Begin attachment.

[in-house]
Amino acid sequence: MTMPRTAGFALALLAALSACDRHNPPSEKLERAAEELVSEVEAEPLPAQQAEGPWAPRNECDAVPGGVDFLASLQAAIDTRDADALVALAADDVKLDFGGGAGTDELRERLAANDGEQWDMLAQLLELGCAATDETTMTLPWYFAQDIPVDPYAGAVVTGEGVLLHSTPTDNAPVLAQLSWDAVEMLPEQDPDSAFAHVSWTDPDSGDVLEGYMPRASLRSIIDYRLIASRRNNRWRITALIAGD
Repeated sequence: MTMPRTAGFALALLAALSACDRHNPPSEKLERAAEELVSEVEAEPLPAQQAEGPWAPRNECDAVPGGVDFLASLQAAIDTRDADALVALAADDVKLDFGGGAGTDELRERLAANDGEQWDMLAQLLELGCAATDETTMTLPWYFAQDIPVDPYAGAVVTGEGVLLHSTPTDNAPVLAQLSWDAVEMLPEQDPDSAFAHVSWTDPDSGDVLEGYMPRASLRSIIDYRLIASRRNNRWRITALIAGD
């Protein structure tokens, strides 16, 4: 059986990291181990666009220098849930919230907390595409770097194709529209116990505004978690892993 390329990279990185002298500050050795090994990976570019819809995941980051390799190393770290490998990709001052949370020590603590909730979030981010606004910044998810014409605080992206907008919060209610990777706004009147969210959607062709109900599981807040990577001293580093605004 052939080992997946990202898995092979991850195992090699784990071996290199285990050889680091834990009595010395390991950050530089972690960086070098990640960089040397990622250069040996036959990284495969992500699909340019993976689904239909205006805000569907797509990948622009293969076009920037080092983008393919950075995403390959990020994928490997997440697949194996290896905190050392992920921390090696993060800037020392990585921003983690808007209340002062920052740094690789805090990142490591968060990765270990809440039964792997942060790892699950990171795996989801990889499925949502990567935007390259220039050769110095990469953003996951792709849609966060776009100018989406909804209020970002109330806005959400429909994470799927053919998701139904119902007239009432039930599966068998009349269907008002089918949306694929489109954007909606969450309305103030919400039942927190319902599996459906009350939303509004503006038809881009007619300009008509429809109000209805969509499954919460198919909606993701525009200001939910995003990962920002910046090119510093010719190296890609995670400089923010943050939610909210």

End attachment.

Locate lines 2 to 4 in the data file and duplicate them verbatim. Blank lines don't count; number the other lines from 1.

Amino acid sequence: MTMPRTAGFALALLAALSACDRHNPPSEKLERAAEELVSEVEAEPLPAQQAEGPWAPRNECDAVPGGVDFLASLQAAIDTRDADALVALAADDVKLDFGGGAGTDELRERLAANDGEQWDMLAQLLELGCAATDETTMTLPWYFAQDIPVDPYAGAVVTGEGVLLHSTPTDNAPVLAQLSWDAVEMLPEQDPDSAFAHVSWTDPDSGDVLEGYMPRASLRSIIDYRLIASRRNNRWRITALIAGD
Repeated sequence: MTMPRTAGFALALLAALSACDRHNPPSEKLERAAEELVSEVEAEPLPAQQAEGPWAPRNECDAVPGGVDFLASLQAAIDTRDADALVALAADDVKLDFGGGAGTDELRERLAANDGEQWDMLAQLLELGCAATDETTMTLPWYFAQDIPVDPYAGAVVTGEGVLLHSTPTDNAPVLAQLSWDAVEMLPEQDPDSAFAHVSWTDPDSGDVLEGYMPRASLRSIIDYRLIASRRNNRWRITALIAGD
């Protein structure tokens, strides 16, 4: 059986990291181990666009220098849930919230907390595409770097194709529209116990505004978690892993 390329990279990185002298500050050795090994990976570019819809995941980051390799190393770290490998990709001052949370020590603590909730979030981010606004910044998810014409605080992206907008919060209610990777706004009147969210959607062709109900599981807040990577001293580093605004 052939080992997946990202898995092979991850195992090699784990071996290199285990050889680091834990009595010395390991950050530089972690960086070098990640960089040397990622250069040996036959990284495969992500699909340019993976689904239909205006805000569907797509990948622009293969076009920037080092983008393919950075995403390959990020994928490997997440697949194996290896905190050392992920921390090696993060800037020392990585921003983690808007209340002062920052740094690789805090990142490591968060990765270990809440039964792997942060790892699950990171795996989801990889499925949502990567935007390259220039050769110095990469953003996951792709849609966060776009100018989406909804209020970002109330806005959400429909994470799927053919998701139904119902007239009432039930599966068998009349269907008002089918949306694929489109954007909606969450309305103030919400039942927190319902599996459906009350939303509004503006038809881009007619300009008509429809109000209805969509499954919460198919909606993701525009200001939910995003990962920002910046090119510093010719190296890609995670400089923010943050939610909210």